YouTube is officially laying the groundwork for an ad-free version of the video site. The catch is that viewers will have to pay for it.
The plan hasn't been publicly announced, but YouTube has contacted some of its best-known video creators to brief them on it.
The big question, impossible to answer for now, is whether the economics will really benefit the creators. Bloomberg published YouTube's letter to them on Wednesday.
"Your fans want choices," the letter says, before describing the idea for "an ad-free version of YouTube for a monthly fee."
For now, the site is not revealing how much the monthly fee would be. (The Verge's sources say it'll be "around $10.") But the letter says it'll be good for creators because it'll "generate a previously untapped, additional source of revenue for you."
YouTube, a unit of Google, is by far the world's largest video web site. It has spawned careers for any number of web video makers, some of whom have become genuine stars even off of YouTube.
But some of them have been dissatisfied for a long time with the amount of money they make from all the video views they rack up.
"The average YouTube ad rate" is only "$2 per thousand views," famed web video maker Hank Green recently wrote in a blog post on Medium. And YouTube only gives creators 55%; it keeps the rest.
In order to mature as a medium, Green concluded in his blog post, web video is going to require more subscription revenue. Or as he put it in a headline: "People Have to Pay."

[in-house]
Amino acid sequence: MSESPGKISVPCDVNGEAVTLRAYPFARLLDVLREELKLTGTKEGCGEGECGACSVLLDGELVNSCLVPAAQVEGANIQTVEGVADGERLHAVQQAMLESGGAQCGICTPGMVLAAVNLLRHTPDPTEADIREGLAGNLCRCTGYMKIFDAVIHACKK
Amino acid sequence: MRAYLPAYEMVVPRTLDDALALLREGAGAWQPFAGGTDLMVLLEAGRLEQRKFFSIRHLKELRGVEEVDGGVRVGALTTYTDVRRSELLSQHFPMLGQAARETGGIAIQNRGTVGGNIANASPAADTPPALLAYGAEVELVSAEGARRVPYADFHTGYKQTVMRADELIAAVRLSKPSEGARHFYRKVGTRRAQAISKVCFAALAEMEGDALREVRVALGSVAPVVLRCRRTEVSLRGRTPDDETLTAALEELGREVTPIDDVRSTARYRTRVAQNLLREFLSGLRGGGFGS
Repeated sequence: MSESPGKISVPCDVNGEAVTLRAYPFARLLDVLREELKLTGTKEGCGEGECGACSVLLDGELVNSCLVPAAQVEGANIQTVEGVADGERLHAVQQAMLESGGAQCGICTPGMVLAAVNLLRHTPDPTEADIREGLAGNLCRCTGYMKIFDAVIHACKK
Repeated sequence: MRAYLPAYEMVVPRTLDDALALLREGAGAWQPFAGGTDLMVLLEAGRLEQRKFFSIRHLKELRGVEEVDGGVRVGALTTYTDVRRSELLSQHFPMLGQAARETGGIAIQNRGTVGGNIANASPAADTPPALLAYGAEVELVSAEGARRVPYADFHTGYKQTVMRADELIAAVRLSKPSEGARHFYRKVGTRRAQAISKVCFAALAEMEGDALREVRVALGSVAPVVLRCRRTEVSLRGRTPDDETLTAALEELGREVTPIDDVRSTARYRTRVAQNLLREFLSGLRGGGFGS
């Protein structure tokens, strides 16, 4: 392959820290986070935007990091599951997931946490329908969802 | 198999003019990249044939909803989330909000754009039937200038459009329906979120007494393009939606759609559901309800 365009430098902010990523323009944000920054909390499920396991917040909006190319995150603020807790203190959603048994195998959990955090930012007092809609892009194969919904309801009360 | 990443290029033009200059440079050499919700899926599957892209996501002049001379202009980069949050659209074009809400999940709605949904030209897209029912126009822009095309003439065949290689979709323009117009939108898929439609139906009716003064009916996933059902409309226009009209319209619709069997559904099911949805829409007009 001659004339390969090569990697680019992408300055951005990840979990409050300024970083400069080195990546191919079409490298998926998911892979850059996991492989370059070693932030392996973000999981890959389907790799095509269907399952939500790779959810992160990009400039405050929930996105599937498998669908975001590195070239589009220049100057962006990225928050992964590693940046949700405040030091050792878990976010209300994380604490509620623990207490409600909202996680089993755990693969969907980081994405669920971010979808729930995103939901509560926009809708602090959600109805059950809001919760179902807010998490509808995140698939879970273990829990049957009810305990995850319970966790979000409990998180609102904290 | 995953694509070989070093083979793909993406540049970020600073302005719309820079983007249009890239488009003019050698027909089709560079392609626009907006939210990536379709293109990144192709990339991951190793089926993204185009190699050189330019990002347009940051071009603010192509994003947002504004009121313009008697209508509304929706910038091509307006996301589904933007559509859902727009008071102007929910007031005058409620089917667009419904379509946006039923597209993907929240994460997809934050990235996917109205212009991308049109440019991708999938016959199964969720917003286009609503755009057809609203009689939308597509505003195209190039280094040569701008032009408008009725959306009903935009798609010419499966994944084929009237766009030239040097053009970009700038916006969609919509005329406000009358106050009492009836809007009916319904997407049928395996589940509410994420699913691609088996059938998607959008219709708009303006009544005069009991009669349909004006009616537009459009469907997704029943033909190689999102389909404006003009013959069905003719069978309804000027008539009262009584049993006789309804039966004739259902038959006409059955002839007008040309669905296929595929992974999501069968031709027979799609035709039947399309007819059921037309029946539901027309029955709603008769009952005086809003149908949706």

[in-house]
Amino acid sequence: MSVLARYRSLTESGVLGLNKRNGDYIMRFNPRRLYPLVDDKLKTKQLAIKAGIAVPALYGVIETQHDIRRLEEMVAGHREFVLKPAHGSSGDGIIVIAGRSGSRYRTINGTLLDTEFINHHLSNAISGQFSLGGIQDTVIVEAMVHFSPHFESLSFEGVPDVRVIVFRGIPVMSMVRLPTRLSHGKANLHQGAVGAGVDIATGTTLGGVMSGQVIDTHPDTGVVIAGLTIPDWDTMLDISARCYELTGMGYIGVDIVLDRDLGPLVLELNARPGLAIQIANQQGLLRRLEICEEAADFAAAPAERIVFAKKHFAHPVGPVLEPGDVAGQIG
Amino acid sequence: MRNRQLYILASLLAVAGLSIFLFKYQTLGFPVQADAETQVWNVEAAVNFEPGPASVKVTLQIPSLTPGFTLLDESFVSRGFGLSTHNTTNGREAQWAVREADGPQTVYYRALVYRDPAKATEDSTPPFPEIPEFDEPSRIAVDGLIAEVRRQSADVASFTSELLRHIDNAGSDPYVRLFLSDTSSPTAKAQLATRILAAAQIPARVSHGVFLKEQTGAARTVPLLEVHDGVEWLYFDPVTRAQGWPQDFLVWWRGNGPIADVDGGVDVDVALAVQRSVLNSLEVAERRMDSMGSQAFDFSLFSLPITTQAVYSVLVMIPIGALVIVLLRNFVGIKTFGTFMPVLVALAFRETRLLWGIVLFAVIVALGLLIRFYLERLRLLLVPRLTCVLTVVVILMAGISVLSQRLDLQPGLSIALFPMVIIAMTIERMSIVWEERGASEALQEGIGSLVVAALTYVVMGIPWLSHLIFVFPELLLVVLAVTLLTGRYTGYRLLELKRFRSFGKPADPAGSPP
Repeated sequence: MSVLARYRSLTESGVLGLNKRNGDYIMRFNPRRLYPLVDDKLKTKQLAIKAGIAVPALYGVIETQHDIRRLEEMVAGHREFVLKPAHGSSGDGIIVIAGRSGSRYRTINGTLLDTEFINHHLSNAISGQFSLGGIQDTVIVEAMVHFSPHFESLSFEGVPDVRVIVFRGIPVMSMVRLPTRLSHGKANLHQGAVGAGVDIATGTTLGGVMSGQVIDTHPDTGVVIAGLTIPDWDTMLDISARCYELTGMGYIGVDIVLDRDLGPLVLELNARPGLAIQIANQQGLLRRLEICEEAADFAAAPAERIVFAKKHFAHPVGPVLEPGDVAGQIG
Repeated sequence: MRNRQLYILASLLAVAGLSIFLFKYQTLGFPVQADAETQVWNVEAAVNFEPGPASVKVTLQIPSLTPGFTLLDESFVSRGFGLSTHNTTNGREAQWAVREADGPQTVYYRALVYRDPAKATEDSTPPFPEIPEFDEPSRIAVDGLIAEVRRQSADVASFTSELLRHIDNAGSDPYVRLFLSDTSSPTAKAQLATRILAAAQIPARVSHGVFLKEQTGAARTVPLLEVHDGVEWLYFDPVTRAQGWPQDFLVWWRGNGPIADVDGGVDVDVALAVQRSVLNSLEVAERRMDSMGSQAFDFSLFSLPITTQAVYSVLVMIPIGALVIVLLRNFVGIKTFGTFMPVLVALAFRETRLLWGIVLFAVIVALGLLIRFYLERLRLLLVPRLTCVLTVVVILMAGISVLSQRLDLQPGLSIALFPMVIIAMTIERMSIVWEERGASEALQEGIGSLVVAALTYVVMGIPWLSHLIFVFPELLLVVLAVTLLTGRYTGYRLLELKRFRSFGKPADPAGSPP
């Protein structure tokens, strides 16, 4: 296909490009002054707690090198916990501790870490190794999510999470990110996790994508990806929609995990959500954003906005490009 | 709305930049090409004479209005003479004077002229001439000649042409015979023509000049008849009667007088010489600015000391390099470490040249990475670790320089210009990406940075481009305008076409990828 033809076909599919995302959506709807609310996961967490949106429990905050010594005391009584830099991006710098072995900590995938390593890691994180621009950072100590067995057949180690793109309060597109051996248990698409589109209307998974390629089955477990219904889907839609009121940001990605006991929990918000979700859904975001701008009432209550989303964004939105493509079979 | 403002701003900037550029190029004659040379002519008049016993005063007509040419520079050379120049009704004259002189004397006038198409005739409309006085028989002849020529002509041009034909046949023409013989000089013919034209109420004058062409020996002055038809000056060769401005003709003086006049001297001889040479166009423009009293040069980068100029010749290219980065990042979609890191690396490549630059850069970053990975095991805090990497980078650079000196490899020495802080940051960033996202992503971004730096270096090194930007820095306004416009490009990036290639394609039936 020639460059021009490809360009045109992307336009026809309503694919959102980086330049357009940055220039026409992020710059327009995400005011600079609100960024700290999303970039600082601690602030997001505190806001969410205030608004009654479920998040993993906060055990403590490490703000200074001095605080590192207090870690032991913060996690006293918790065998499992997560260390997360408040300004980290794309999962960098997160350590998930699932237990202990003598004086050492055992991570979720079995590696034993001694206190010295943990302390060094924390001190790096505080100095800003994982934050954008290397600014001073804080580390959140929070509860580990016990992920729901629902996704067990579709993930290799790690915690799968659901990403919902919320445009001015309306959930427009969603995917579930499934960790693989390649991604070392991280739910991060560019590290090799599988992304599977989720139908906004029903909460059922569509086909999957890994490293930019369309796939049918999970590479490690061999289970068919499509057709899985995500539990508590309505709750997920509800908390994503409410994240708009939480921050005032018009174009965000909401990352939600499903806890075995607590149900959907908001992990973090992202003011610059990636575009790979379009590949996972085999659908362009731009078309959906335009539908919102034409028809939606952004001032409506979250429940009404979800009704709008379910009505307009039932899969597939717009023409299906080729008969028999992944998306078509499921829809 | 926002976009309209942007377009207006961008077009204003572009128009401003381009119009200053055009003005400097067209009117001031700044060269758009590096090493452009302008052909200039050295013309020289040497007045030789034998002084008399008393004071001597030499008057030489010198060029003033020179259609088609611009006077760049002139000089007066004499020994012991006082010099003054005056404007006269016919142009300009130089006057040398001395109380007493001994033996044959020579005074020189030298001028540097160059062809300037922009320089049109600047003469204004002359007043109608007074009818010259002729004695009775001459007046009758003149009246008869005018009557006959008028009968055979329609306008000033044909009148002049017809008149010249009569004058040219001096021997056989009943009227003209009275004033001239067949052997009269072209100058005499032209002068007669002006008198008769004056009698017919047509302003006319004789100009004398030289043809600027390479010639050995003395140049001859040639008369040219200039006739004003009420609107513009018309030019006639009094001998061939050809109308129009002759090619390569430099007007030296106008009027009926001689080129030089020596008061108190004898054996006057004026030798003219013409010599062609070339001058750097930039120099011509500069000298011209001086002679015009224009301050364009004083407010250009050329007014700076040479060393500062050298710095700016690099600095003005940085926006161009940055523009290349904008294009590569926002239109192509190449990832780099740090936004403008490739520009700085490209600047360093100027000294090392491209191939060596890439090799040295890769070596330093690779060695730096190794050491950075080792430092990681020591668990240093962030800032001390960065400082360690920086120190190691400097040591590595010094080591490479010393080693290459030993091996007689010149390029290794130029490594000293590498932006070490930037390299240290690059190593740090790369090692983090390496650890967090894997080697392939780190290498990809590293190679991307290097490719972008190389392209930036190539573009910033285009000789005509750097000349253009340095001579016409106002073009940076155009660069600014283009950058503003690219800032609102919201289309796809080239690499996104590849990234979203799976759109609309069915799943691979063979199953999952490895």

But YouTube hasn't found much success with its subscription experiments in the past. Some of its partners dabbled with paid channels back in 2013 with little show for it.
A few months ago YouTube tried something new -- Music Key -- a paid site which gives users access to songs without ad interruptions.
Now the web site is coming up against new competitors who are making big financial promises to producers.
Vessel, for instance, a startup from Hulu's founding CEO Jason Kilar, is offering web video stars the same kind of dual revenue stream that cable channels have: Ad revenue and subscription revenue.
Vessel launched in March. There is a free version that's a lot like YouTube, but the heart of the site is a $2.99-per-month version that gives subscribers early access to videos.
Participating video makers have committed to posting new videos on Vessel three days before posting them on YouTube or anywhere else.
The idea is to make web videos a lot more profitable for their stars and producers, more like the television business model. They keep 70% of the ad revenue and 60% of the subscription revenue.
On Wednesday Vessel scored its biggest name yet -- Ellen DeGeneres. A handful of videos from DeGeneres's daytime talk show will debut on Vessel's paid site before they're shared on her own web site.
Kilar's venture is all about having two ways to get paid simultaneously.
It sounds like YouTube's plan is different. It's about having two separate ways.
People who want to eschew ads will be able to "opt out" and pay a fee instead. Video makers will receive 55% of the subscription revenues, the same split that already exists for ads on the site.
YouTube CEO Susan Wojcicki previously dropped hints about an ad-free subscription version of the site at a Re/code conference last fall.
"YouTube right now is ad-supported, which is great because it has enabled us to scale to a billion users; but there's going to be a point where people don't want to see the ads," she said.
The company declined to say much more on Wednesday.
"While we can't comment on ongoing discussions, giving fans more choice to enjoy the content they love and creators more opportunity to earn revenue are always amongst our top priorities," a spokesperson said.